Ingenuity Mars helicopter yielded sweeping, low-level, imagery over its 72 flights.
Image credit: NASA/JPL-Caltech

The NASA Ingenuity Mars helicopter chalked up many a milestone during 72 airborne flights before incurring a destructive encounter with a sand dune. That “hit-the-dirt” mishap caused rotor-blade damage that now prevents it from additional aerial treks.

Ingenuity made use of commercial, off-the-shelf (COTS) high-tech hardware.
(Image credit: NASA/JPL-Caltech/Theodore Tzanetos)

Not only was Ingenuity’s flight experience exemplary, the rotorcraft achievements have opened the door for follow-on aerial craft to fly the friendly but thin atmospheric skies of the Red Planet.

As a technology demonstrator goal, Ingenuity was assigned the duty to make up to five flights over 30 days. But from its celebrated April 19, 2021 first voyage to its last airborne journey on January 18, 2024, Ingenuity pushed its self-made envelope in altitude attained, distance flown, and speed reached over those nearly three years.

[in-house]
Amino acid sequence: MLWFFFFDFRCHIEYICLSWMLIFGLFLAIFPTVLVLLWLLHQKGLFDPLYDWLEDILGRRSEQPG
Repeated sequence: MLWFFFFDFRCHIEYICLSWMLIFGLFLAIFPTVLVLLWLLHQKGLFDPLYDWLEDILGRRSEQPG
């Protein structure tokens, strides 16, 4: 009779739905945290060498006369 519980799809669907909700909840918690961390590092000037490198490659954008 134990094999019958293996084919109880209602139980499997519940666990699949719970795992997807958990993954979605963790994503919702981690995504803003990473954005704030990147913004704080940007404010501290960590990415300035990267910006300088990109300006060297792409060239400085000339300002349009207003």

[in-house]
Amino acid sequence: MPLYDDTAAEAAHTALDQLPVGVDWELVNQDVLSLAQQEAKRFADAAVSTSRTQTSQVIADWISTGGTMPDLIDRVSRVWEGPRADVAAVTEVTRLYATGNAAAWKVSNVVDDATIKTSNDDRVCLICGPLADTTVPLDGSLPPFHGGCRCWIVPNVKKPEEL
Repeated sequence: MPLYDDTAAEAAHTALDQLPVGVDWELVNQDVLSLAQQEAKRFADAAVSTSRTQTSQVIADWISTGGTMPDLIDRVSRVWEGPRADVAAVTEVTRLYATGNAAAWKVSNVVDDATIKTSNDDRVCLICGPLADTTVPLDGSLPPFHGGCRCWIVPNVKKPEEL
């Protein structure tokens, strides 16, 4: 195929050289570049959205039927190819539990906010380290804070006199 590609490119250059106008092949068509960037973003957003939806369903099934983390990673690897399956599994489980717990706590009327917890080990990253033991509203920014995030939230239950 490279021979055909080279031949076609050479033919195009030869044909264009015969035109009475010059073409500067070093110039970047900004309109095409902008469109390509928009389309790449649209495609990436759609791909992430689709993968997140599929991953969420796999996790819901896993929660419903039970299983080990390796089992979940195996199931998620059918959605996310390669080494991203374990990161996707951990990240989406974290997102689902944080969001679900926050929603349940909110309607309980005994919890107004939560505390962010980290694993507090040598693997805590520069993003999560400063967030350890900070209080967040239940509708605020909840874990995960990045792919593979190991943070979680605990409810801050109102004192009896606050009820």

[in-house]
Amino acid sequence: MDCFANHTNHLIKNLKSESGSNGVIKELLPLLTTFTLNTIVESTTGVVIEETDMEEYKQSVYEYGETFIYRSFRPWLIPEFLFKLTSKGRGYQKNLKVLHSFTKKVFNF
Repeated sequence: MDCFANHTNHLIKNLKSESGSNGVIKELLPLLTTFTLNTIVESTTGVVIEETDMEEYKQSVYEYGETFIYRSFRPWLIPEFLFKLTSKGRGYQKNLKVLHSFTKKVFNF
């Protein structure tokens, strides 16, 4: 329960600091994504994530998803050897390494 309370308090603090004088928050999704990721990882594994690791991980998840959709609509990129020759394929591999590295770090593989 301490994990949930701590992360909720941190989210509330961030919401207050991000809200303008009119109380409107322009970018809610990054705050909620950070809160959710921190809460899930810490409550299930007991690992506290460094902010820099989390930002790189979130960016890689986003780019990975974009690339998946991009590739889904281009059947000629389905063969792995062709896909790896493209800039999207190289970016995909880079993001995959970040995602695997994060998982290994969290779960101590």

A Mars craft concept is now being appraised, a Mars Science Hexacopter that is far larger and more capable than Ingenuity.
Image credit: NASA/JPL-Caltech/Theodore Tzanetos

For more information on what Ingenuity taught us…and what next thinking, go to my new story – “How NASA’s Ingenuity helicopter opened the Mars skies to exploration” – at:

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